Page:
0313-They were there (1931)

Oil on canvas, dimensions unknown Private collection

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They were there (1931)
Ils étaient là

Analysis: Dalí had many different ways of signing a painting; sometimes using an emblem or a crown. “They Were There” is signed “Gala Dalí”; he had begun signing his work with both his and Gala’s names in 1931. Dalí said that this was because it was mostly with Gala’s blood that he painted. The signature on this painting was made with blood-red paint to emphasize this point.
They Were There” is a portrait, though the subject is unknown. The man stands in the foreground staring straight out at the viewer, which was unusual for Dalí’s portraits. He appears relaxed with one hand in the pocket of his casual suit, a cigarette in the other hand. The background of the painting is the usual desert, bounded by green hills. The man on the rearing horse is an image also seen in “Mrs Reese“. “They Were There” does not show Dalí’s usual eye for the miniature details, the trees in the background are basic and little effort seems to have been taken over the clouds either. In both “Mrs Reese” and “They Were There” the brushwork on the people is very smooth; there are no wrinkles or lines, giving an almost plastic quality.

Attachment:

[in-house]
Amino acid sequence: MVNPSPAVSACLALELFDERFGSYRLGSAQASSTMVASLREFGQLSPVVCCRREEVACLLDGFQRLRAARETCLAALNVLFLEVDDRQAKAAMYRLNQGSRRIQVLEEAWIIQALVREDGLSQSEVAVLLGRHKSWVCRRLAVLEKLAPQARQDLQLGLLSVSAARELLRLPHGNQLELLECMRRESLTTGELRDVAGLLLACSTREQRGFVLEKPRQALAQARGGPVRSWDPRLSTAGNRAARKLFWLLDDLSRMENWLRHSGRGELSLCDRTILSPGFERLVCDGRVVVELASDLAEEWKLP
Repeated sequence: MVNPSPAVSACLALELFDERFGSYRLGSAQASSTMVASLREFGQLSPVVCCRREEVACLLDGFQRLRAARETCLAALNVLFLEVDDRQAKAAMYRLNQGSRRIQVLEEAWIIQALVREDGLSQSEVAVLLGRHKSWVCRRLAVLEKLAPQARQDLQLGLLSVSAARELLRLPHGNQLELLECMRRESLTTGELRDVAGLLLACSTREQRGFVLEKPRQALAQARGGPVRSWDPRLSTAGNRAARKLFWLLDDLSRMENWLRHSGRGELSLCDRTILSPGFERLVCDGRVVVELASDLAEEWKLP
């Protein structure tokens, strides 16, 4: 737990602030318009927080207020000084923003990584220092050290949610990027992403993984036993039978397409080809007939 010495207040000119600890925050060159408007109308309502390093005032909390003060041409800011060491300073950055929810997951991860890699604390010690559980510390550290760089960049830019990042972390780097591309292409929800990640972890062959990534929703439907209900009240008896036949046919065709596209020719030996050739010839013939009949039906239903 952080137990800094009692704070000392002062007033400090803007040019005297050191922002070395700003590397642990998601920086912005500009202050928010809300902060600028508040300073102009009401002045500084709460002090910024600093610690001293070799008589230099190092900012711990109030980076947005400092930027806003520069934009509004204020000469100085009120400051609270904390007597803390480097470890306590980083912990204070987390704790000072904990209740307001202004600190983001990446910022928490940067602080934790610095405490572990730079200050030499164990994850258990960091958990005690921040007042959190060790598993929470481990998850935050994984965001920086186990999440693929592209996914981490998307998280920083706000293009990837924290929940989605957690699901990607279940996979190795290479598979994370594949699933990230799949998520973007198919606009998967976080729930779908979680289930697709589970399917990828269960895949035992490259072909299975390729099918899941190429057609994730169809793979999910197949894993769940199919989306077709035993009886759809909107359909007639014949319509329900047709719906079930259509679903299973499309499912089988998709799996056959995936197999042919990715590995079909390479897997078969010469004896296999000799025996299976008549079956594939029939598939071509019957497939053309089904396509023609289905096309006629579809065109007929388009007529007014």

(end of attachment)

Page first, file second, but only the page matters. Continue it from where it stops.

0311-The spectre and the ghost (1931)

Oil on canvas, 73 x 100 cm Five Stars Investment Ltd, New-York

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The spectre and the ghost (1931)
Le spectre et le fantôme

Analysis: “Le Spectre et le Fantôme” is one of a series of paintings that shared a theme of spectral and phantom appearances. In a letter to the French Surrealist poet Paul Eluard, Dalí defined the clouds and the rainbow as being the spectre and the brick shape as being the phantom. The clouds take on forms as the viewer stares at them, reflecting the basis of Dalí’s paranoia-critical method.
The work has the same female figure as in “Mediumistic-Paranoiac Image“. The woman is in the foreground, sitting in a puddle on a beach. She is a combination of Dalí’s nurse, his friend Lydia and another of Dalí’s obsessions from that time which was to cause him trouble in the future: Hitler. His obsession with Hitler was partly caused by what he called the “soft flesh” of his back, which was tightly held in by his uniform. He dreamt of him as a wet nurse sitting knitting in a puddle. The woman in the painting has a small cut taken out of her back that emphasizes this obsession with “Hitlerian” flesh.